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middle earth
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Profile of itsmagic
How do you handle a spectator who grabs your gimmicked prop from your hand?

The $5 and $1 Transpo is one of my favorite tricks. It always elicits tremendous response, and friends always ask for a repeat months later.

Last night, a coworker asked me to show his wife the trick. She was amazed, and shouted, "NO WAY!" Suddenly, she grabbed my bill from my hand and saw the gimmick. "Ah, I see," she said.

I wonder if it was the way I presented the trick that caused her to grab the bill? Or are some spectators just GRABBY by nature?

I've performed this trick so many times, and not once has anyone grabbed at the bill. In fact, I don't recall any other spectator grabbing for my any of my stuff from all my performances. Maybe it had crossed their mind to grab the props, but their common courtesy held them back. What do you think?
Alym Amlani
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Profile of Alym Amlani
In my experience, you WILL get grabby spectators, and when I started out, people used to grab at my stuff—I don't know exactly what it is that changed, but it now rarely happens. I think it is really your attitude with the audience, if you believe that your props have nothing to do with the effect, your spectators will also seem to believe the same.

In the case of the lady who grabbed the bills from you, perhaps it was just that you drew attention to the bill (or the spectator was just evil!!). Smile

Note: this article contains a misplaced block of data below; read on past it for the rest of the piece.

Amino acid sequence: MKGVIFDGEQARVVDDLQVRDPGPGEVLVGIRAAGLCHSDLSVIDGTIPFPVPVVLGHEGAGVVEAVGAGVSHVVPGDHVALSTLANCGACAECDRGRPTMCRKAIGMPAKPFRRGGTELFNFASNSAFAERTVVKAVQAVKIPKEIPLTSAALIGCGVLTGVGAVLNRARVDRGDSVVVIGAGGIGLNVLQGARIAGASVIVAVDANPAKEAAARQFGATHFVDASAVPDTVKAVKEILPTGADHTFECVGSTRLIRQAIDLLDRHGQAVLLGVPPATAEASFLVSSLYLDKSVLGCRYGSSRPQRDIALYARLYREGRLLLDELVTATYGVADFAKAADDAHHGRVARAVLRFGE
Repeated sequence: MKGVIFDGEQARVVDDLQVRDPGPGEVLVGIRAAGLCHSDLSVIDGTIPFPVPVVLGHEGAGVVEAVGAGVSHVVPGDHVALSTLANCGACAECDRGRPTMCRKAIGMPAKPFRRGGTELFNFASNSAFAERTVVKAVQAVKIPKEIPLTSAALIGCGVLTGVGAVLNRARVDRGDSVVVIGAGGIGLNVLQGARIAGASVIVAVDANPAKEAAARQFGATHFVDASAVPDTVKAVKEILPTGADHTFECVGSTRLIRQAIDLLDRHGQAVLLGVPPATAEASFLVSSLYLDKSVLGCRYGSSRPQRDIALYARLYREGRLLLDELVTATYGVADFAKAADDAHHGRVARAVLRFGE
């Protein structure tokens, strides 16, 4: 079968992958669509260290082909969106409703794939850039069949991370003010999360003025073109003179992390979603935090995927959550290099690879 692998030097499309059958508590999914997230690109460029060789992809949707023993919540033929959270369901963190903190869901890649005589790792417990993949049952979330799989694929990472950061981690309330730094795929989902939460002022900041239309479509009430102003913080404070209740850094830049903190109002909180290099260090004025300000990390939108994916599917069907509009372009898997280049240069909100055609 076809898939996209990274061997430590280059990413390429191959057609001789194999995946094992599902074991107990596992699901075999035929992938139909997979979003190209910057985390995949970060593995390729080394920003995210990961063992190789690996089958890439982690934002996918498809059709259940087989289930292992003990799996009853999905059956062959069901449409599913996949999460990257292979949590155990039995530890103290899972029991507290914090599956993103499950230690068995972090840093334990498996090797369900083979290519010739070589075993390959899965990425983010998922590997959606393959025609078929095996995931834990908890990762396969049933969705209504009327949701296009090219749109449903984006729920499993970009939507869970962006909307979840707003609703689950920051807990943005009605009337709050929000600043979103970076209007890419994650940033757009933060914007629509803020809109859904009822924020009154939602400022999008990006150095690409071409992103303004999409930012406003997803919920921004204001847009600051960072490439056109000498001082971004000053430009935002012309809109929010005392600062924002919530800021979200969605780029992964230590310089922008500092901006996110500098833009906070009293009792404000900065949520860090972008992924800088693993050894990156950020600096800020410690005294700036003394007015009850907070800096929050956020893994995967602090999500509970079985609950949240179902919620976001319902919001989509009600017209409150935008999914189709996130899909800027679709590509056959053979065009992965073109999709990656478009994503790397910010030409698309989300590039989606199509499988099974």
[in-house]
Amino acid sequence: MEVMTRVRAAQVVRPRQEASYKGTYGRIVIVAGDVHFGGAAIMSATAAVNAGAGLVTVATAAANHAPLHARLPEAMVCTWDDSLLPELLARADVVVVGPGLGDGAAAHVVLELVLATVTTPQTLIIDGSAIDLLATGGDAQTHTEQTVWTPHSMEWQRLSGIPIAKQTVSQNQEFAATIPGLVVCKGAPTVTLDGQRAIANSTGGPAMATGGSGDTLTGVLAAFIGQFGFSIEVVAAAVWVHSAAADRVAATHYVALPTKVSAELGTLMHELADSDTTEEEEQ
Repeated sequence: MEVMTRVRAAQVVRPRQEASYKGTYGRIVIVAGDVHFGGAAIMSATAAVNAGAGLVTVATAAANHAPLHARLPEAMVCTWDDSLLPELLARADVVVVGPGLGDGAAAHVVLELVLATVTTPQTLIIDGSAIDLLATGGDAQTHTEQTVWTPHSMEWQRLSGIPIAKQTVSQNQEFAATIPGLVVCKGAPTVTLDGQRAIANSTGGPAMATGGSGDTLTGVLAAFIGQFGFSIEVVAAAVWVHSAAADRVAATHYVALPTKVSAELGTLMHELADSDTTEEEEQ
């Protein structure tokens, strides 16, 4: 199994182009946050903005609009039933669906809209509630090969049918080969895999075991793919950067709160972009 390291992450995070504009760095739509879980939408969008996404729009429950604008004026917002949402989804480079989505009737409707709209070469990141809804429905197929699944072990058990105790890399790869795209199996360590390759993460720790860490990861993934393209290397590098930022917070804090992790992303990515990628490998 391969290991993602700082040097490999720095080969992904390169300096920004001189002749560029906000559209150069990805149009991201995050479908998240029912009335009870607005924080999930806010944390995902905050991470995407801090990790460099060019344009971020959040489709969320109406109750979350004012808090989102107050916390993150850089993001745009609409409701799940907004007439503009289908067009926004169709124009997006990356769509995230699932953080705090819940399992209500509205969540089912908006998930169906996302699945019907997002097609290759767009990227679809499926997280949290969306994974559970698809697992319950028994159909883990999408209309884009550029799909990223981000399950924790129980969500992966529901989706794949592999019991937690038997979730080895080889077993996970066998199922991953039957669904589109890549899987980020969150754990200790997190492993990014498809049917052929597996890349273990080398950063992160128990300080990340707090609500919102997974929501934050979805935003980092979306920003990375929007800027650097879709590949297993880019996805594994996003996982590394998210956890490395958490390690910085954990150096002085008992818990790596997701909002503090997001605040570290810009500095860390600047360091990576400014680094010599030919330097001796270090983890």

Logic Defied
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Profile of Paddy
Yea, it is a matter of crowd management. You are the magician and YOU are in control.

As a magician I affect reality, I can change the world for my audience, therefore, I control things, even the audience. When you have this attitude, the "grabbiness" stops. Another thing is now send her a bill for magic lessons, minimum billing is $100.

Non Impediti Ratione Cogitationis

I reject your reality & substitute my own
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Profile of Michaels

This question has been posted many times before, however, it appears that the new search method on the Café makes it harder to locate a topic these days.

To answer your question, in most cases spectators won't grab if a trick is routined well and if there is good audience control (which is a byproduct of good routining).

Also, when asked to do a trick, I'll graciously refuse unless it is impromptu (or appears impromptu), well routined and leaves me clean. A general rule of thumb while performing is to never invade a spectator's space (unless trust is established) and never let a spectator invade your space (unless invited in).

Top of the day,
"Our technology is ahead of our humanity"
Albert Einstein
stephen secret
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Profile of stephen secret
With anything you are doing up close and in your hands try and keep your hands ready to block anyone grabbing at things. I know this can be hard to catch but if you are doing something you don't want people to touch be ready to block with the off hand.

And you can always use the line, "If you want to do magic buy your own."
sincerely, secret
Frank Tougas
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Minneapolis, MN
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She may just be grabby, there are those types around. Impulsively grabbing at things or asking questions stepping on your line, etc.

I can't tell from your description but if your co-worker asked you to do the trick for his wife, she may have already been told what the trick was about.